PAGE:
The taxpayer contends that the Commissioner, in disregard of the corporate fiction, is attempting to obtain a decision that corporations may not deduct expenses arising from obligations owned by their stockholders. That is not this case. As a matter of contract law, the obligations of the corporation under the contract, assuming the contract was assignable, may have been identical before and after the assignment. But as a matter of tax law, it is a different story. The tax consequences incident to the contract must be viewed as of the years in issue. The payments may have been ordinary and necessary business expenses at the inception of the contract, because they enabled the company to stay alive. When the necessity ceased to exist, the payments changed their character. To stay alive and to keep the beer flowing, it was not necessary for Swed Distributing Company to pay Swed and Sullivan. After the assignment, the contract was just a device for the corporation to distribute earnings to its two stockholders hopeful of avoiding taxes. The taxpayer would have us approach this problem from the wrong side. It is not the receipt of the payments we must scrutinize; it is the expense to the taxpayer.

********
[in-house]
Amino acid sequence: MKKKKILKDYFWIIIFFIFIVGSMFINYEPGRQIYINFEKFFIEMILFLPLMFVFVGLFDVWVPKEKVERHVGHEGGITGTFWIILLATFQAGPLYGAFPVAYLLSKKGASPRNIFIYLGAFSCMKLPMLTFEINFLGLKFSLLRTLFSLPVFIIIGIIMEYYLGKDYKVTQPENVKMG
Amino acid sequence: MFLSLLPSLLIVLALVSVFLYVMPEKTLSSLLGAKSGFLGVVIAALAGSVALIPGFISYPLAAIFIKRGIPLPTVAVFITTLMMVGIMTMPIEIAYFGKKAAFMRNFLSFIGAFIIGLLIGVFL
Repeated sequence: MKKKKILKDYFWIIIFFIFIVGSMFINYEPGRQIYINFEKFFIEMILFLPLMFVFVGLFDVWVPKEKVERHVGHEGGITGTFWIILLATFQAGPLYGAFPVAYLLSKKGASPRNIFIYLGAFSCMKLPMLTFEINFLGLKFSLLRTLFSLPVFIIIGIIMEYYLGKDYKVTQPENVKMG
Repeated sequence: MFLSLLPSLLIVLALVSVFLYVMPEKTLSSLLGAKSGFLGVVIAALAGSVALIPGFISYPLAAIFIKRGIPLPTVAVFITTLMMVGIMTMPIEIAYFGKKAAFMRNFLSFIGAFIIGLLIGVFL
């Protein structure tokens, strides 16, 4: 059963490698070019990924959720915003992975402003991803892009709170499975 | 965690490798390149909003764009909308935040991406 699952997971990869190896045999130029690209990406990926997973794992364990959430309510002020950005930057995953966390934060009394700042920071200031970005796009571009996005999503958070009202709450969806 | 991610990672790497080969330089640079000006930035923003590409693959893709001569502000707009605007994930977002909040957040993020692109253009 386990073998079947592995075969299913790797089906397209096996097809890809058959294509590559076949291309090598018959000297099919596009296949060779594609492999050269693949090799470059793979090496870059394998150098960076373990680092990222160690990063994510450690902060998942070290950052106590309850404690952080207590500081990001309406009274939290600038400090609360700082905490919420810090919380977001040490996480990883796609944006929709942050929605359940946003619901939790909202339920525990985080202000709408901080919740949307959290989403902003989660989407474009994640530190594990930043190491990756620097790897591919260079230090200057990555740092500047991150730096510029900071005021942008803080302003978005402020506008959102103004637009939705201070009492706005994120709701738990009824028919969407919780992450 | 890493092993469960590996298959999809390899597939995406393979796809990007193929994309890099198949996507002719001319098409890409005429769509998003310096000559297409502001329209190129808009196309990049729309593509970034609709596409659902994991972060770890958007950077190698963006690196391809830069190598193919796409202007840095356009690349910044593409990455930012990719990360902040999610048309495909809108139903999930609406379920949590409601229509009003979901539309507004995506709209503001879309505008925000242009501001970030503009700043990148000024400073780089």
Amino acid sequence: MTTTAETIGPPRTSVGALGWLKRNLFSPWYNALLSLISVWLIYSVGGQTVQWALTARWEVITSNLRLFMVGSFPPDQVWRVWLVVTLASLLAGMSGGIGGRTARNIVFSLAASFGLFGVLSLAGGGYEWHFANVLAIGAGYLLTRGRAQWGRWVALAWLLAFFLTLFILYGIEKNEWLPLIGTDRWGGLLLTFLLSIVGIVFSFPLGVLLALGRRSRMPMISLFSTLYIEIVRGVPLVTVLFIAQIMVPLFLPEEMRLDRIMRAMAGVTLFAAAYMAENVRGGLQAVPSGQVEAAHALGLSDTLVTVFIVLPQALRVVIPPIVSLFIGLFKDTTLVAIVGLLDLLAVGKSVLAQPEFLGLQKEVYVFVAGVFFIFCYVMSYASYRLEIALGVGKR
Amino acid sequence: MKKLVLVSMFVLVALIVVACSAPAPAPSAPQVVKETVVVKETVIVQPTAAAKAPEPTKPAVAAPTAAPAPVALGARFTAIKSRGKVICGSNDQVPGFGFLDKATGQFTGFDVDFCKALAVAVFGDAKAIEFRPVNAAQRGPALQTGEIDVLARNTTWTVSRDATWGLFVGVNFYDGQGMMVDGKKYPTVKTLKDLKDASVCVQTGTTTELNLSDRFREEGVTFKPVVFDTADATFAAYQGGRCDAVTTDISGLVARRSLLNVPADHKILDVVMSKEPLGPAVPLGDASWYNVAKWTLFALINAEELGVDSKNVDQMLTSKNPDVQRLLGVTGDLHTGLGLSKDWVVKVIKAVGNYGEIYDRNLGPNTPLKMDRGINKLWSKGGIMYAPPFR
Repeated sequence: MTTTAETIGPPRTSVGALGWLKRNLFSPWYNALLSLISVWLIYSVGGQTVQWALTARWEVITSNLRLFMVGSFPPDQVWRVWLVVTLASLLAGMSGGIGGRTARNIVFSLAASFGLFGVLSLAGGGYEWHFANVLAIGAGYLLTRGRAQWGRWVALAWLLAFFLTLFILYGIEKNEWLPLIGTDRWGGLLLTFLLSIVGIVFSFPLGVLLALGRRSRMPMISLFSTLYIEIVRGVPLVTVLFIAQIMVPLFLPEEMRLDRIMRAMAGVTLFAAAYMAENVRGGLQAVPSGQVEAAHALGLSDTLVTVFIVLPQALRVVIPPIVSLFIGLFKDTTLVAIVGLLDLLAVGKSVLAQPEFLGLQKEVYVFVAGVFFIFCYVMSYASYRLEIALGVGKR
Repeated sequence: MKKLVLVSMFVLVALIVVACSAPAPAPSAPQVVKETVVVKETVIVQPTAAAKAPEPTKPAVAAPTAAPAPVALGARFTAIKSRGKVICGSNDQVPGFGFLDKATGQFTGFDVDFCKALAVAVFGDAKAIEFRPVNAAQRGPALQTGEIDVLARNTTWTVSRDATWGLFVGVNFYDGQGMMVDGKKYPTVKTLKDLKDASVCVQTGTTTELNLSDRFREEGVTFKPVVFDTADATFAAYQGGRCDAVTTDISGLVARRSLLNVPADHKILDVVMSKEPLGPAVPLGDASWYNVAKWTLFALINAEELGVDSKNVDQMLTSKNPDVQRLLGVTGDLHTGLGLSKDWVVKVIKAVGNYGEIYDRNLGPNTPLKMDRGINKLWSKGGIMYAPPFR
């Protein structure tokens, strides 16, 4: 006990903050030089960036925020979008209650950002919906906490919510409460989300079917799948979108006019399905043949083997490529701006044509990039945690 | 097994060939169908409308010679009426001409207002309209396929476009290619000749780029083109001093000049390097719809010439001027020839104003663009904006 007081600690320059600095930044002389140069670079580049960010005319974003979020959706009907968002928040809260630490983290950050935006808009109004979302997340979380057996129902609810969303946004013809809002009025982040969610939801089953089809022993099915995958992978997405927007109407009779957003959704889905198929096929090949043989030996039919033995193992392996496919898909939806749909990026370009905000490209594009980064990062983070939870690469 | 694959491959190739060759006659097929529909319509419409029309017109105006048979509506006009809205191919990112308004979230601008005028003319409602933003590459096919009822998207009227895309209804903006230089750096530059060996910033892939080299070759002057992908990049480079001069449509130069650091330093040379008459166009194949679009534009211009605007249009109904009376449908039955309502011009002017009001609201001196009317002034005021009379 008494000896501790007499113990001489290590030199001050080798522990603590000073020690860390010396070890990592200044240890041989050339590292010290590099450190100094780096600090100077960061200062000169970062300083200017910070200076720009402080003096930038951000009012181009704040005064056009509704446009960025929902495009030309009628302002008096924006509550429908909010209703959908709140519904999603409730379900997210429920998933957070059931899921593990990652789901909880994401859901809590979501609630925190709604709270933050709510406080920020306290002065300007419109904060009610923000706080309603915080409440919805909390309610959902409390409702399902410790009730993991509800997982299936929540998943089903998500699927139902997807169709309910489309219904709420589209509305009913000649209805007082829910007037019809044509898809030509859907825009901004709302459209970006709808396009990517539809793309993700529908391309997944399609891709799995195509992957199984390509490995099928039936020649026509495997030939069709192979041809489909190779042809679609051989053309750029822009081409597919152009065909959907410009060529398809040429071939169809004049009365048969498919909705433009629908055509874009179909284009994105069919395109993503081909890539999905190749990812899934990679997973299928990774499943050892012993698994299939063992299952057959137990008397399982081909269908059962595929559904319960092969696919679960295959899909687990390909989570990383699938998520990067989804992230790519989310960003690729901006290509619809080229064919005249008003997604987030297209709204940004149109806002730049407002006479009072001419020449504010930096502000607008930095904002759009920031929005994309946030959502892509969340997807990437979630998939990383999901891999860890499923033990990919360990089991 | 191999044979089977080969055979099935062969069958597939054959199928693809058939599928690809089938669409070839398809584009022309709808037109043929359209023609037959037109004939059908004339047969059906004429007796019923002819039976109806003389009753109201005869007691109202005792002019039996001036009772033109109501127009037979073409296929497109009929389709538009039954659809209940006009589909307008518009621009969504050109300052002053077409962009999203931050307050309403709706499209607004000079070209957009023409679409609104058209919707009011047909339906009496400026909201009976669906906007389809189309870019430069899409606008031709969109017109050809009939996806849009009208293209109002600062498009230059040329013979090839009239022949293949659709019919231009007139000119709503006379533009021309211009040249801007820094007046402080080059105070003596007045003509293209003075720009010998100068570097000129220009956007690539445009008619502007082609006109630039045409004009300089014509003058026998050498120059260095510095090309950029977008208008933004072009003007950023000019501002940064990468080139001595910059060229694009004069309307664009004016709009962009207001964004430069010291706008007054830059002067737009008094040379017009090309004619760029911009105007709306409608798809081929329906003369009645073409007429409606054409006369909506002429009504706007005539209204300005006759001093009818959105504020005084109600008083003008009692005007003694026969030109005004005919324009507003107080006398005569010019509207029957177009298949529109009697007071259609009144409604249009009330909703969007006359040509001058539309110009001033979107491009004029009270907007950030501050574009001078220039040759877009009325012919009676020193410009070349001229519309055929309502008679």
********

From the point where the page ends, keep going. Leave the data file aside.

The judgment is affirmed.


Of the Tenth Circuit, sitting by designation